Articles Posted in E-Verify

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On December 8, 2013, E-Verify will release new and revised Memorandums of Understanding (MOUs). These MOUs have two primary enhancements: (1) they are tailored to each access method and (2) they are easier to read and understand.

There will now be a total of six MOUs. The three standard MOUs for E-Verify browser users have been retitled and revised-these are for the access methods for Employer, E-Verify Employer Agent, and Corporate Administrator. The fourth existing access method for Web Services has been expanded into three new MOUs for Web Services users and developers.

The purpose of each MOU is to set forth the points of the contractual agreement between the Department of Homeland Security and the Employer regarding the Employer’s participation in the E-Verify program. Each MOU explains certain features of the E-Verify program and enumerates specific responsibilities of DHS, the Social Security Administration, and the Employer.

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One of the key responsibilities of an employer during I-9 and E-Verify employment eligibility verification is to avoid discrimination. The anti-discrimination provisions of the Immigration and Nationality Act (INA) §274B, 8 U.S.C. §1324b, prohibit four types of conduct:

(1) Citizenship or immigration status discrimination (actual or perceived)

(2) National origin discrimination (actual or perceived)

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On November 18, 2013, USCIS announced a new safeguard to protect against identity fraud in E-Verify. Taking a cue from successful safeguards established in the credit card industry, E-Verify can now lock social security numbers (SSNs) that appear to have been fraudulently used. Like credit cards, fraudulent use of SSNs often occurs when an SSN was stolen, borrowed, or purchased from another individual; if an SSN is misused, it is possible that the same SSN will be misused again. By locking an SSN, USCIS can protect against further potential misuse within the E-Verify system.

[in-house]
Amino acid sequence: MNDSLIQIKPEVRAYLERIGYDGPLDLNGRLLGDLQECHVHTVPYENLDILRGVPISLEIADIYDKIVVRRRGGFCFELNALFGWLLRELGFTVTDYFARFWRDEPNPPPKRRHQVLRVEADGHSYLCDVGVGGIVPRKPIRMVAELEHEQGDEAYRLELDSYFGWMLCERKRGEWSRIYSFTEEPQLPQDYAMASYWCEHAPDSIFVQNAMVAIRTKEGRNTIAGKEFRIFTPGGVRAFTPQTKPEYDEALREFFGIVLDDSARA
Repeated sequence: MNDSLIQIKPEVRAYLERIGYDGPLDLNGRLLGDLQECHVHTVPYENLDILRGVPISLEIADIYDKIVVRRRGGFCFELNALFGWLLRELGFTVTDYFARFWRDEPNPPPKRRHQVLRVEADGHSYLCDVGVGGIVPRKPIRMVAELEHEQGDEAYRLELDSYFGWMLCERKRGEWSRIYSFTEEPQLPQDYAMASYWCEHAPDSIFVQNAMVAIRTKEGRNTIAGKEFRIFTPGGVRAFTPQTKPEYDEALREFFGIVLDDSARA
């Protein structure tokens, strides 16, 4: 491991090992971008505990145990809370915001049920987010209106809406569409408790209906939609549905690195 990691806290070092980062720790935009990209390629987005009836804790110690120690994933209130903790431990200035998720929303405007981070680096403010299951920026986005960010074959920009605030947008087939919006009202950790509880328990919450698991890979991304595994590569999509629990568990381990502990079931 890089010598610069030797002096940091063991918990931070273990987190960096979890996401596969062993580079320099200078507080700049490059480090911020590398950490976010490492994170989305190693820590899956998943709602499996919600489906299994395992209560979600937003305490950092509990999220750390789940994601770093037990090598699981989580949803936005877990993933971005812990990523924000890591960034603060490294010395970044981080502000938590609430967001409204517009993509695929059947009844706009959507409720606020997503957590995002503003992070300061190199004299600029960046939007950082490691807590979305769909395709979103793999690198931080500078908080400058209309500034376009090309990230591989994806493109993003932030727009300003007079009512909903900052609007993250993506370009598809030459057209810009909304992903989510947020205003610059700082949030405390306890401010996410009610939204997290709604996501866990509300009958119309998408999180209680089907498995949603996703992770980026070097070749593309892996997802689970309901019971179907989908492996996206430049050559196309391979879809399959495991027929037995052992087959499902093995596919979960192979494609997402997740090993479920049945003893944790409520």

USCIS states that E-Verify will use a combination of algorithms, detection reports, and analysis to identify patterns of fraudulent SSN use. Thus far, USCIS has not provided any more details on the standard, procedures, and methods it will use in its determination to lock an SSN.

statue-of-liberty-2-1420901-m.jpgIf a previously locked SSN is entered into E-Verify, a Tentative Non-Confirmation (TNC) will be generated. Just like with any TNC, the employee will be given the opportunity to contest the finding at a local Social Security Administration (SSA) field office. If an SSA field officer confirms the employee’s identity correctly matches the SSN, the TNC will convert to “Employment Authorized” status in E-Verify.

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